Diplomat and Humanitarian Keeps Audience Spellbound
Rosemary Ganley The Peterborough Examiner December 4, 2019
I wish I had had a chance to go to the Stephen Lewis School of Oratory.
At age 82, the Toronto-based diplomat, humanitarian and political leader kept a large audience at Trent spellbound on Nov. 18 as he launched the week of international education.
The recipient of the Order of Canada and 33 honorary degrees from universities in Canada and the U.S, he tells with great good humour of the fact that though he attended four institutions of higher education in the '60s, he completed none. Lewis gives the status of "college dropout" a new distinction.
He rued his lack of success in electoral politics as leader of the Ontario NDP, and then paid tribute to two Peterburians: Founding Trent president T.H.B. Symons, and the late former MPP and Kenner teacher Walter Pitman.
I can never think of Stephen Lewis without thinking of the influence which his wife of 48 years, journalist Michele Landsberg, a giant of the early women's movement in Canada, had on the social history of the country. She wrote a not-to-be-missed column for the Toronto Star for many years. I think too of his prolific daughter-in law, Naomi Klein, whose writing on climate and inequality is honoured around the world.
But not to diminish the power of the man himself. He is possibly the best public speaker Canada has ever enjoyed, and one with encyclopedic global knowledge. Combine this with a finely honed sense of morality and a deep compassion for human suffering, and one has a truly great world citizen.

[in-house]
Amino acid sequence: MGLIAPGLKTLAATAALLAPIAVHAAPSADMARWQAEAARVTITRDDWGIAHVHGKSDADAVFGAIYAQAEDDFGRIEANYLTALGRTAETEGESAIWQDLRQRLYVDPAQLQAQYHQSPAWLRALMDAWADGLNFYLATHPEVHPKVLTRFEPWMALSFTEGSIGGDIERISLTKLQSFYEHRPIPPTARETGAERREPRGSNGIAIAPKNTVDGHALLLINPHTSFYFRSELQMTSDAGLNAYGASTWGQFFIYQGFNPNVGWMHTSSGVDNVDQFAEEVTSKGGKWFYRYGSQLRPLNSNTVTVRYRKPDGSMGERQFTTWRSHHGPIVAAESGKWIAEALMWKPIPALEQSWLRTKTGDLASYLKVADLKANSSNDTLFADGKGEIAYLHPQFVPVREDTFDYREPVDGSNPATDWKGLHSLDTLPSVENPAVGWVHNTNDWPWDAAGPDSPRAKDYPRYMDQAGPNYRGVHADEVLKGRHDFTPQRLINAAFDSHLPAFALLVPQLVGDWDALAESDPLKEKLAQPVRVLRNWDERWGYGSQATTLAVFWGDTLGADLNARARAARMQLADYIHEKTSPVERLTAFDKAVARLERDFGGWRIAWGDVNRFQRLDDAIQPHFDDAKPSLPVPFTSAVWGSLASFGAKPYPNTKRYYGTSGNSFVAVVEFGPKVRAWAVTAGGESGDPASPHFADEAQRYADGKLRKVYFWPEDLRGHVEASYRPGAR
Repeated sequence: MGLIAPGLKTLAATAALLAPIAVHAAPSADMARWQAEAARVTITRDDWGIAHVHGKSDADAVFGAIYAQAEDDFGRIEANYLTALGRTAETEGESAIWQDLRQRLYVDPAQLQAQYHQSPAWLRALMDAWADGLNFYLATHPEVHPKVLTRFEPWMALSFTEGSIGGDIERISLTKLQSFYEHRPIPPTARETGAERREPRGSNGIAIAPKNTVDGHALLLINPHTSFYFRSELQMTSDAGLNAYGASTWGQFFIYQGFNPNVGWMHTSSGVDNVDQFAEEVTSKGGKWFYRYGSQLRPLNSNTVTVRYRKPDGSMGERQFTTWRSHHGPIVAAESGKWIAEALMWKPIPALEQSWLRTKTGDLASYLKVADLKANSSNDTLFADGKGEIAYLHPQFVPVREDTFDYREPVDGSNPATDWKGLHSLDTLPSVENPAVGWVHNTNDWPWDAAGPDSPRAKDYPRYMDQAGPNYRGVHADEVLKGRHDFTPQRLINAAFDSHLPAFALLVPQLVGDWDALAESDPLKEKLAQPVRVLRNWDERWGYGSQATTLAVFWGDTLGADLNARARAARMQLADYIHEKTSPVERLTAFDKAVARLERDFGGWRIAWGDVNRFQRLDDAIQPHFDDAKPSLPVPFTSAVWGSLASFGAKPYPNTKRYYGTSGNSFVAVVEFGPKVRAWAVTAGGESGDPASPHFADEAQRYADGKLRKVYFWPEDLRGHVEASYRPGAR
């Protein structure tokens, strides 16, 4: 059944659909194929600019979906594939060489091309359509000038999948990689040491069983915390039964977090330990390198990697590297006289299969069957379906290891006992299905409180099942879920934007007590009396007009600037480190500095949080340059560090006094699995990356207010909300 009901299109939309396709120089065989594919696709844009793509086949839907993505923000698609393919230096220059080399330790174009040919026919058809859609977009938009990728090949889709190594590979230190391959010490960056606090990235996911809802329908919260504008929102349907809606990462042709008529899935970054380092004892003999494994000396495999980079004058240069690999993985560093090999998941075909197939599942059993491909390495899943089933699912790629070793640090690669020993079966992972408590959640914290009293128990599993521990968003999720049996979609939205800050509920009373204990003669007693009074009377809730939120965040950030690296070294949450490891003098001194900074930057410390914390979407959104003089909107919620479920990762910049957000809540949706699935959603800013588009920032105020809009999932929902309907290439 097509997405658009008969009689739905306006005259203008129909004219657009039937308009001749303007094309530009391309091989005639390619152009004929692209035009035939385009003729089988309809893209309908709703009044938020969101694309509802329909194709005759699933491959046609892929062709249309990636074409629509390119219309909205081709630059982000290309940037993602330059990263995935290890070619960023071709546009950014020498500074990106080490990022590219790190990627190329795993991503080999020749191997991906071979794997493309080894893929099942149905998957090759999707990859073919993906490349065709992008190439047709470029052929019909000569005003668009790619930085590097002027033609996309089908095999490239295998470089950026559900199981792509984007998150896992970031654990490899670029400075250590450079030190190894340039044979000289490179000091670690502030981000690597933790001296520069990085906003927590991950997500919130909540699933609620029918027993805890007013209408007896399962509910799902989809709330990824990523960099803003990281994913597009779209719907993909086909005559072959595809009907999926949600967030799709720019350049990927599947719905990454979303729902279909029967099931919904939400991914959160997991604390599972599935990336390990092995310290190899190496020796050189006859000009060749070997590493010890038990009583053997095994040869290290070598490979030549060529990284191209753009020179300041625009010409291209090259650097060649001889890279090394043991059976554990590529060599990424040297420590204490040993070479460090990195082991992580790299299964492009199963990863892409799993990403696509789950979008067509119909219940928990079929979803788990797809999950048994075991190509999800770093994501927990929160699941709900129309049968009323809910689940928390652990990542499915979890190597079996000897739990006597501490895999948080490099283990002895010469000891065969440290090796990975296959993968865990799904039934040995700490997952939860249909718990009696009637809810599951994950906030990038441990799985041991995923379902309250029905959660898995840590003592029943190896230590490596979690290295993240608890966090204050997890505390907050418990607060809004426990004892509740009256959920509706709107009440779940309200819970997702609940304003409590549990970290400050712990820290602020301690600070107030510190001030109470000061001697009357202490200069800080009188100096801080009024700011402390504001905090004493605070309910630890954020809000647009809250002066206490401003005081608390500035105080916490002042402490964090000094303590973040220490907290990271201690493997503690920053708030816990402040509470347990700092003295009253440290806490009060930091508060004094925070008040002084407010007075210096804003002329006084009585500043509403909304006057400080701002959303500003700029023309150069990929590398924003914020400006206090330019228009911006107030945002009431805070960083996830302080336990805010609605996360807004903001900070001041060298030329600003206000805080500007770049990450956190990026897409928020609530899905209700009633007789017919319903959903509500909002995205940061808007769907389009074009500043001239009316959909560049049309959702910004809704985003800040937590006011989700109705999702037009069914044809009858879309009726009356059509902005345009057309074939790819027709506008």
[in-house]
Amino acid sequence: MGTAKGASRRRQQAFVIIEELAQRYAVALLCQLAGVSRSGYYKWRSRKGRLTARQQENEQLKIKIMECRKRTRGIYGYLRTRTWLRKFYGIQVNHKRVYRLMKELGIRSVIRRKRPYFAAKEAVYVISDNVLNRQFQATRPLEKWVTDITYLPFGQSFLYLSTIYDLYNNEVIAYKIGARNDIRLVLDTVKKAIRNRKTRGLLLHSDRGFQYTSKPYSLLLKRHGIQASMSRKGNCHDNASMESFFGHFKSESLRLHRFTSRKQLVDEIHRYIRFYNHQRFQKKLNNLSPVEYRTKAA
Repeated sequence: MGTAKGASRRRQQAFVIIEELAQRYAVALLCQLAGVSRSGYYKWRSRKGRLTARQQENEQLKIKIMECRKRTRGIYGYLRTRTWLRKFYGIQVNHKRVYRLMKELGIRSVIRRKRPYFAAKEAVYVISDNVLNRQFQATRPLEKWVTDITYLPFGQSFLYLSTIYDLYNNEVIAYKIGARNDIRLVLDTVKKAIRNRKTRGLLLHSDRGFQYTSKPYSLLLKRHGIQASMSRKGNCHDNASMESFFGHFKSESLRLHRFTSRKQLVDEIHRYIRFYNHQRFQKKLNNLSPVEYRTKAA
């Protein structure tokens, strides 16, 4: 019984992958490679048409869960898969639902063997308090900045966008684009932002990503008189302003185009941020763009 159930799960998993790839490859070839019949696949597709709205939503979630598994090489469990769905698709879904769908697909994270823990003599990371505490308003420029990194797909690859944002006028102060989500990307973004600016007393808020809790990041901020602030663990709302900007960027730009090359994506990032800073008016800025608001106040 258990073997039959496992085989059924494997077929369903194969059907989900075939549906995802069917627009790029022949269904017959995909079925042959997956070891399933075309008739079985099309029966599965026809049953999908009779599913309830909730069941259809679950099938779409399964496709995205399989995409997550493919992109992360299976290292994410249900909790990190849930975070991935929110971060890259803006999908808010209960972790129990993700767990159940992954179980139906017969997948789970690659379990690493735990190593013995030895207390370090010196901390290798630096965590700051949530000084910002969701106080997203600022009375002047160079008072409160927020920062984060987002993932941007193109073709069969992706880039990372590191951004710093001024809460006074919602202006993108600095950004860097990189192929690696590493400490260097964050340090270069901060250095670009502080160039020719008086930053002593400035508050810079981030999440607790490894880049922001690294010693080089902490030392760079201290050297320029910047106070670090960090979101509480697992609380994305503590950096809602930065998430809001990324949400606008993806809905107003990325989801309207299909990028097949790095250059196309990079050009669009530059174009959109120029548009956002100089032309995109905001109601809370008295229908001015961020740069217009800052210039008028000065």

Lewis has many deep interests. The AIDS epidemic, mostly in Africa, has consumed him for a long time. The virus still spreads, especially among young women. He repeatedly calls for education and services in reproductive health. He has a fiercely feminist vision and has for a long time. I remember many years ago at a discussion at McGill University in Montreal, he refused to sit on a panel because it was all male.
Lewis briefly discussed the impeachment focus, nay obsession, in the U.S. (calling President Donald Trump a "nitwit completely without knowledge") and trade with China, "distractions." Rising resentful populism in Europe and threats to democratic institutions are more critical. Chile, Lebanon and Yemen "seethe with ceaseless hostility," which is followed by street demonstrations, police repression and then the rise to power of autocrats. "It takes education to understand it all," Lewis asserted.
I could see Cam Douglas, the visionary secondary school teacher with Kawartha Pine Ridge School Board, itching to recall his class at five o'clock.
Lewis called the extent and degree of continuing sexual violence "an annihilation of the soul." He spoke of the Rohingya in Myanmar, of the situation in Zambia, of kidnapping in northern Nigeria, and widespread rape in India. He could have also mentioned the stubbornly unmoving statistics in Canada on rape and assault. The MeToo movement has drawn thousands of signatories. I am one of them. It was of a minor nature when I was 12, but I remember my confusion and I wanted to add my name to the lists. Continue Reading >HERE<
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